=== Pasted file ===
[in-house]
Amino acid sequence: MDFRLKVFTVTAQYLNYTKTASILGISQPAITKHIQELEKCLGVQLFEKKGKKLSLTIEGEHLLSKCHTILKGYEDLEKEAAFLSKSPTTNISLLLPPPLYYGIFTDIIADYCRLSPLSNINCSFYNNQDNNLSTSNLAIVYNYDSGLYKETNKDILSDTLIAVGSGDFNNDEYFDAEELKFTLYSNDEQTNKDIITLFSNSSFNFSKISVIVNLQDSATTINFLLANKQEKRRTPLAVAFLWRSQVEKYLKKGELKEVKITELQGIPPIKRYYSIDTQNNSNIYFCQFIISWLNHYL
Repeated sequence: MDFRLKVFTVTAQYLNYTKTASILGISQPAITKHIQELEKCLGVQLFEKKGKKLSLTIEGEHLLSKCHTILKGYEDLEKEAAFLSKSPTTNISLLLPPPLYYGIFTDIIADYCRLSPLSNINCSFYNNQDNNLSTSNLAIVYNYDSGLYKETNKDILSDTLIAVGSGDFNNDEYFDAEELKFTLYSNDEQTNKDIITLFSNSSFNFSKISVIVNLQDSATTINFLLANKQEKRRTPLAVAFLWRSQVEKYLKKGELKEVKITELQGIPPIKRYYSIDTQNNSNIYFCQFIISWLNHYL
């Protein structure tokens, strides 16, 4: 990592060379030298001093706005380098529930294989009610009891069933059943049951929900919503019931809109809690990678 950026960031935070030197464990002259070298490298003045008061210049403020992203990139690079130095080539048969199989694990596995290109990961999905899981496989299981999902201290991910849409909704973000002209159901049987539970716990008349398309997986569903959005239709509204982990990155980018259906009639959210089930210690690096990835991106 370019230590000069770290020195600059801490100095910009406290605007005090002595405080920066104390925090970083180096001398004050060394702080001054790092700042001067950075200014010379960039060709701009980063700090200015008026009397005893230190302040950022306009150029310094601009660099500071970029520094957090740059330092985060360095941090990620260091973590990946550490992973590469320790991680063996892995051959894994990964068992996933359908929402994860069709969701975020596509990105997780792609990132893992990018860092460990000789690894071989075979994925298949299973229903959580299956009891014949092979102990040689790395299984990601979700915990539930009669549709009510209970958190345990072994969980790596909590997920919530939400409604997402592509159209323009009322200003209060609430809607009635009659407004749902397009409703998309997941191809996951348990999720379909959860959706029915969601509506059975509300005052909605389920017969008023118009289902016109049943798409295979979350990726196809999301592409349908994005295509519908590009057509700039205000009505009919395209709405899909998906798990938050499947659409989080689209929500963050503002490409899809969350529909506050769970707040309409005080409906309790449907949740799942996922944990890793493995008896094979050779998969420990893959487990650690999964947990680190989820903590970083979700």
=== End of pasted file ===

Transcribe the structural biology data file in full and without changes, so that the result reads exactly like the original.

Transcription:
[in-house]
Amino acid sequence: MDFRLKVFTVTAQYLNYTKTASILGISQPAITKHIQELEKCLGVQLFEKKGKKLSLTIEGEHLLSKCHTILKGYEDLEKEAAFLSKSPTTNISLLLPPPLYYGIFTDIIADYCRLSPLSNINCSFYNNQDNNLSTSNLAIVYNYDSGLYKETNKDILSDTLIAVGSGDFNNDEYFDAEELKFTLYSNDEQTNKDIITLFSNSSFNFSKISVIVNLQDSATTINFLLANKQEKRRTPLAVAFLWRSQVEKYLKKGELKEVKITELQGIPPIKRYYSIDTQNNSNIYFCQFIISWLNHYL
Repeated sequence: MDFRLKVFTVTAQYLNYTKTASILGISQPAITKHIQELEKCLGVQLFEKKGKKLSLTIEGEHLLSKCHTILKGYEDLEKEAAFLSKSPTTNISLLLPPPLYYGIFTDIIADYCRLSPLSNINCSFYNNQDNNLSTSNLAIVYNYDSGLYKETNKDILSDTLIAVGSGDFNNDEYFDAEELKFTLYSNDEQTNKDIITLFSNSSFNFSKISVIVNLQDSATTINFLLANKQEKRRTPLAVAFLWRSQVEKYLKKGELKEVKITELQGIPPIKRYYSIDTQNNSNIYFCQFIISWLNHYL
């Protein structure tokens, strides 16, 4: 990592060379030298001093706005380098529930294989009610009891069933059943049951929900919503019931809109809690990678 950026960031935070030197464990002259070298490298003045008061210049403020992203990139690079130095080539048969199989694990596995290109990961999905899981496989299981999902201290991910849409909704973000002209159901049987539970716990008349398309997986569903959005239709509204982990990155980018259906009639959210089930210690690096990835991106 370019230590000069770290020195600059801490100095910009406290605007005090002595405080920066104390925090970083180096001398004050060394702080001054790092700042001067950075200014010379960039060709701009980063700090200015008026009397005893230190302040950022306009150029310094601009660099500071970029520094957090740059330092985060360095941090990620260091973590990946550490992973590469320790991680063996892995051959894994990964068992996933359908929402994860069709969701975020596509990105997780792609990132893992990018860092460990000789690894071989075979994925298949299973229903959580299956009891014949092979102990040689790395299984990601979700915990539930009669549709009510209970958190345990072994969980790596909590997920919530939400409604997402592509159209323009009322200003209060609430809607009635009659407004749902397009409703998309997941191809996951348990999720379909959860959706029915969601509506059975509300005052909605389920017969008023118009289902016109049943798409295979979350990726196809999301592409349908994005295509519908590009057509700039205000009505009919395209709405899909998906798990938050499947659409989080689209929500963050503002490409899809969350529909506050769970707040309409005080409906309790449907949740799942996922944990890793493995008896094979050779998969420990893959487990650690999964947990680190989820903590970083979700």